- The frequently cited Transparency International says Kazakhstan is much better than other countries in Central Asia and Russia in these terms. Kazakhstan is far ahead of other ex-Soviet republics concerning many other aspects as well. But to compare with Western Europe and the United States, your country has a long journey to go.  


- Let’s talk about popular anecdotes. Some media distributed persistent rumors that Federal Bank of USA will stop issuing national currency in November. Is it true?
- No! - Mr Fairfax laughed in response. – Moreover, Federal Reserve System of USA conducts the policy of so-called soft money when there is too much money in the economy.
- This causes concerns: USA releases huge amount of dollars to markets, therefore, in fact, the dollar is not sufficiently backed as a currency.
- Currency policy in this direction is very little understood at the moment. I am often asked – Why global trade always requires using the dollar as international money? I say – there is no such a requirement. When a country trades with another and they have different currencies, they choose currency of a third country that they trust and which is stable. That can be Japanese yen, Swiss franc or euro, but the greater part of deals is done in US dollars, because it is trusted. Another cause for trust is that the United States doesn’t control the dollar over the course of 60 years. Any country or company feels free to buy billions of dollars without prior consent. Besides, they can buy it anywhere – in London, Tokyo or Paris. But, for example, if you want to buy Chinese yuan, you have to ask Chinese government first.
- Maybe that’s why they prefer dollar?
– Exactly! - The ambassador laughed.


- The flag of USA, along with that of UK, is one of the most popular flags in the world. Designers love it, and everyone in the world knows it well. Is an American flag on a car hood common thing in USA?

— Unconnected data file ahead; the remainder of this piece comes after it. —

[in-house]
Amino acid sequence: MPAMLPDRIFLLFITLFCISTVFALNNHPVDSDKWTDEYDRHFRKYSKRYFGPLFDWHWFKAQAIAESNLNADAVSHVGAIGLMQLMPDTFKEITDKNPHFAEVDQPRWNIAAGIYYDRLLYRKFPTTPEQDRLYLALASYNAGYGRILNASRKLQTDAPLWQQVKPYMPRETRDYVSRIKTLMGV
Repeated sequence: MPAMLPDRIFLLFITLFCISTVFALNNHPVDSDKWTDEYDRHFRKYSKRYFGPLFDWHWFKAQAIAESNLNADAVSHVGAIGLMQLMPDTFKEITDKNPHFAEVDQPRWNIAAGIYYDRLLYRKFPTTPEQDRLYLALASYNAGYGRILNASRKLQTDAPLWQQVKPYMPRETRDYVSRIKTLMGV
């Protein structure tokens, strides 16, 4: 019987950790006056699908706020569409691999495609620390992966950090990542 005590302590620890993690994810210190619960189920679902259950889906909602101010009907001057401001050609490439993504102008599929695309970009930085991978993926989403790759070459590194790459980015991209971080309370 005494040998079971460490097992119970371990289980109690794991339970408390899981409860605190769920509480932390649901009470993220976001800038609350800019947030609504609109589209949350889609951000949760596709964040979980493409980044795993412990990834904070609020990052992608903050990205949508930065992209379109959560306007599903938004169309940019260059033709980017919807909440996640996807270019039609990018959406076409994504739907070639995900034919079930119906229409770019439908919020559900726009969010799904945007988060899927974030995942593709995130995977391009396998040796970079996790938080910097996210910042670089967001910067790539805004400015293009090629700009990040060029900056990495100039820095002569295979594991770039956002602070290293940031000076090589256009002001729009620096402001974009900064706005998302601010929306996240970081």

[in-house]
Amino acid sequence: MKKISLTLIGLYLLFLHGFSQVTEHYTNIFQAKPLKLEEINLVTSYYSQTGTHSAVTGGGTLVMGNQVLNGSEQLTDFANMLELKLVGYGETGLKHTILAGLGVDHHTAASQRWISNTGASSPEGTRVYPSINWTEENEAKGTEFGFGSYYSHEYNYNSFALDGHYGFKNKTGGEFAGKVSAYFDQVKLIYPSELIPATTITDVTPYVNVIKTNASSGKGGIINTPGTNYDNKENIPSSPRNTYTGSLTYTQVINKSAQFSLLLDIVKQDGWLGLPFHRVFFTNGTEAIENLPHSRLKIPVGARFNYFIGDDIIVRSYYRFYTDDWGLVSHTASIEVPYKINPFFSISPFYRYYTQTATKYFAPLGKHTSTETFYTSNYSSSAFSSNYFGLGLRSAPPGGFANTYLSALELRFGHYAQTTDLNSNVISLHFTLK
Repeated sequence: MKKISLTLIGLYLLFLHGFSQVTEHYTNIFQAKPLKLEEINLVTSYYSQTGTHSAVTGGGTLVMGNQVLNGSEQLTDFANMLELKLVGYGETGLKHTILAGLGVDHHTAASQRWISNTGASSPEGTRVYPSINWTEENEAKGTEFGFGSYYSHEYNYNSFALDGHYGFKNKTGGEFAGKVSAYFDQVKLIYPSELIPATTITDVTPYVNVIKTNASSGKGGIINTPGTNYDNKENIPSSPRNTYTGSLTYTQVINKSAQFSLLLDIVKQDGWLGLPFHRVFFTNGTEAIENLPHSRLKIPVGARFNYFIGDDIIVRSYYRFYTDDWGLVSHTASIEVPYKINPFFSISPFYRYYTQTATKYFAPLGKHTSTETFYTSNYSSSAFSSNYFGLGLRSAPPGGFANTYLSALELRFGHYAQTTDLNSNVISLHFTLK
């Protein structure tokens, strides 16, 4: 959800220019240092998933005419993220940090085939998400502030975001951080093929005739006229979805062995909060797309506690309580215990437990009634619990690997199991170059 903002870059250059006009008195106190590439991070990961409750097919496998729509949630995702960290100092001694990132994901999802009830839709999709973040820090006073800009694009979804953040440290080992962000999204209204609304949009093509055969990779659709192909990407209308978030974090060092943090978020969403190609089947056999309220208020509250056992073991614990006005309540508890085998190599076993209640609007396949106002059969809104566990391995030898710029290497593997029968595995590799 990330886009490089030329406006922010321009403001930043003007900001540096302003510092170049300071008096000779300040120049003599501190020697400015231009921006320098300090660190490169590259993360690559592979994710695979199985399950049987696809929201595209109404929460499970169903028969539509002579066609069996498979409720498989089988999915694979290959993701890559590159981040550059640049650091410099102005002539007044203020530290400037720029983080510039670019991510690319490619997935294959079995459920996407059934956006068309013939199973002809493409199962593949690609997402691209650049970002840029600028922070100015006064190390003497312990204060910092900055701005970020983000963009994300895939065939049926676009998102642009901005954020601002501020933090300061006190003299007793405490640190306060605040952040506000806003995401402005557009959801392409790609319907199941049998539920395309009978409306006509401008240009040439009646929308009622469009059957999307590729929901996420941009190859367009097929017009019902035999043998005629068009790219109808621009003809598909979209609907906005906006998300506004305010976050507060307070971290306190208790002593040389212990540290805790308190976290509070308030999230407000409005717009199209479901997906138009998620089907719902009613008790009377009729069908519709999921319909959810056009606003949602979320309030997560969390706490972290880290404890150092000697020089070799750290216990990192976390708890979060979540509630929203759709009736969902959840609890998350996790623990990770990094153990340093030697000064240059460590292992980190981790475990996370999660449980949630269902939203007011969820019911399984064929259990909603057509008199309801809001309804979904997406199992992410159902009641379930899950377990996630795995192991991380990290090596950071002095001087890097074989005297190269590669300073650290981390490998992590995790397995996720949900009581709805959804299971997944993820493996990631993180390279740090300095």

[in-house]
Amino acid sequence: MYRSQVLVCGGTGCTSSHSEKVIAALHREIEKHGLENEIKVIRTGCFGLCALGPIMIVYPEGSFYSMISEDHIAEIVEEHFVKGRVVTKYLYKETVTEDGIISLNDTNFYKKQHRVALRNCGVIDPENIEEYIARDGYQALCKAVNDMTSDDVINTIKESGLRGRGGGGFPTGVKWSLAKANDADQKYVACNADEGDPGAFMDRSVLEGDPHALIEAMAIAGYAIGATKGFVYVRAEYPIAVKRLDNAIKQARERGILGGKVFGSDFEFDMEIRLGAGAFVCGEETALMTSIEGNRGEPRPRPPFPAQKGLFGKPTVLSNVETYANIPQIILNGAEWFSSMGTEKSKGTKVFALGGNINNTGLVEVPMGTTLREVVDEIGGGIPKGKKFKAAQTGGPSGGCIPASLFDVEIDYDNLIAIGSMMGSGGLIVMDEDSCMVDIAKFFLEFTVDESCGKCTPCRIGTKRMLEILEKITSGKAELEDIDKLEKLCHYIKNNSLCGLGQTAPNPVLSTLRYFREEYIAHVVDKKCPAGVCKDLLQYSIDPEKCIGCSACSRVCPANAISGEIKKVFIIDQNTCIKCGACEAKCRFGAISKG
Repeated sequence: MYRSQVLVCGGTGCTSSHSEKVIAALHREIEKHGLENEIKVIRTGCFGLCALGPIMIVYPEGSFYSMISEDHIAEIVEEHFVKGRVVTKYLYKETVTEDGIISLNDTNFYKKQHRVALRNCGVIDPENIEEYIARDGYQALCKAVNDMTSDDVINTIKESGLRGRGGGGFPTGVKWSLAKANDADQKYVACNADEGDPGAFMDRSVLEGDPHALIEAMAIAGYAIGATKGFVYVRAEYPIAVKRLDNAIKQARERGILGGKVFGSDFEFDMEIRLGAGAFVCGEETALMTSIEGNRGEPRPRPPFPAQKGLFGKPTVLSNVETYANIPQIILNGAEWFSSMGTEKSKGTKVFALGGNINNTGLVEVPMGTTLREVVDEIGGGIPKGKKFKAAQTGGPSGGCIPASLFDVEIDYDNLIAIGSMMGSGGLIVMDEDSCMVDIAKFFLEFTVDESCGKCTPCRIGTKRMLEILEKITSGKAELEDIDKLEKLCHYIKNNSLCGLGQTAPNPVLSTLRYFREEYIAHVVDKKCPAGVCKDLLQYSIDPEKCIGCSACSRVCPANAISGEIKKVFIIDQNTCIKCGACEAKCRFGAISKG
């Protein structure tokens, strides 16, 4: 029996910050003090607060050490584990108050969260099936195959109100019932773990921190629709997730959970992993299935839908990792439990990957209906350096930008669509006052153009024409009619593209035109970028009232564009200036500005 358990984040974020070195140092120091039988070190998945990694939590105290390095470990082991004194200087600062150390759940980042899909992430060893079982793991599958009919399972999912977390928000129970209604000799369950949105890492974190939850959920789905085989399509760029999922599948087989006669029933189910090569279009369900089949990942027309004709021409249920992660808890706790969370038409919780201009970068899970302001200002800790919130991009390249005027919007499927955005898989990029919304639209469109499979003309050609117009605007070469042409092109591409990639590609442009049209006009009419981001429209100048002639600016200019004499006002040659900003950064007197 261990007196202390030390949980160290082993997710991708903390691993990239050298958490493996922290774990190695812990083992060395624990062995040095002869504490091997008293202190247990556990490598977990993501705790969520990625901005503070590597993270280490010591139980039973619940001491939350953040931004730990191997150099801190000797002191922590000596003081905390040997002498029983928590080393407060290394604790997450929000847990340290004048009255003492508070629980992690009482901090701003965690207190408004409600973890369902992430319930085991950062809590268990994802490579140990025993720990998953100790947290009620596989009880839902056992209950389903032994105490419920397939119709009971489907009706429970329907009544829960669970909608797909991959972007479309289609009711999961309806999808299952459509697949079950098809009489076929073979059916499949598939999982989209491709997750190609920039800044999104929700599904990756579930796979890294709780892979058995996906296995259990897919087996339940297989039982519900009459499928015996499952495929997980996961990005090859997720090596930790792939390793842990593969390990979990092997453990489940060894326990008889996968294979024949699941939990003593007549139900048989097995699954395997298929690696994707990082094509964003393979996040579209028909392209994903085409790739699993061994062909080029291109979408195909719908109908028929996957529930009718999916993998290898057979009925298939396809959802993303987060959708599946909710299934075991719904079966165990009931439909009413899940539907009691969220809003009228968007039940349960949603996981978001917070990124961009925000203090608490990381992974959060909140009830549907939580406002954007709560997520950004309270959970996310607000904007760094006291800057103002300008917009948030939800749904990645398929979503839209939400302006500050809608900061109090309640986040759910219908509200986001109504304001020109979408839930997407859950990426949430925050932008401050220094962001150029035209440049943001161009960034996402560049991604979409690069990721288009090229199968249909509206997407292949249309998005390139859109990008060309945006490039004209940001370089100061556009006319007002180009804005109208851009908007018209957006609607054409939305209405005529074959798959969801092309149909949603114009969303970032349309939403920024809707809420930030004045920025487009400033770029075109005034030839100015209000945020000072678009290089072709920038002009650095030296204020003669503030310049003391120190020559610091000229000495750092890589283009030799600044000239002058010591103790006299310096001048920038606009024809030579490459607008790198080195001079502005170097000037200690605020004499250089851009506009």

- I think, the only car you may see with a flag on hood will be mine, Mr Fairfax smiled. – One may encounter such a thing in USA, maybe on special occasions and events, but that’s not common.
- What about a flag pictured on t-shirts or underwear?
- American flag is everywhere: on underwear, t-shirts, on anything. You can see it not only in America, but in Beijing, Moscow, Almaty…
- What pushes Americans to do that?
- Some people do that due to patriotism, the others just because of fashion.
- In Kazakhstan to hang a flag instead of curtains is an offence. Recently, a young man was heavily fined for fastening a Kazakh flag on his car hood. What is the frontier between patriotism and disrespect to state symbols?
– The US Constitution guarantees full freedom of speech.
– Speech?
- In USA freedom of speech means freedom of any opinion. After WWII, Congress adopted laws to regulate attitude to the flag – its usage for commercial and any other purposes except the designated one was limited in all terms. But later, Supreme Court of the United States canceled it. So, today any American may either hang up a flag or wear it, or even burn it down – this is quite legal.


- You have worked in many countries – you have enough experience to compare. What is a mentality in your understanding?
- The answer to this question will fit a professor’s book rather than a newspaper article. Every country has unique features. There is a vast difference between America and Europe, for example. The difference is even bigger between East and West.
- What are Kazakh features in these terms?
- I can hardly call them unique – there is much Asian countries have in common, but Kazakhstan differs in that it can be proud of its culture and history and be open to the world at the same time. The ability of maintaining balance at a joint is a good foundation for the future.
- Security of Western investments both on land and sea is carried out by Kazakhstan’s forces. Recently, our country, particularly our region, suffered from frequent terrorist actions. Does it cause concerns to the US and intention to enhance security, maybe, using own forces?
- No. This is an independent country. This is out of the question. Nobody ever raised this question before as well. We have always been actively cooperating with Kazakhstan in military training and combined exercises.
- Let’s assume a direct terrorist threat to your investments in Kazakhstan?
- We believe that Kazakhstan’s government can adequately respond to any threat. And we are quite happy with it.


November 8 2012, 14:43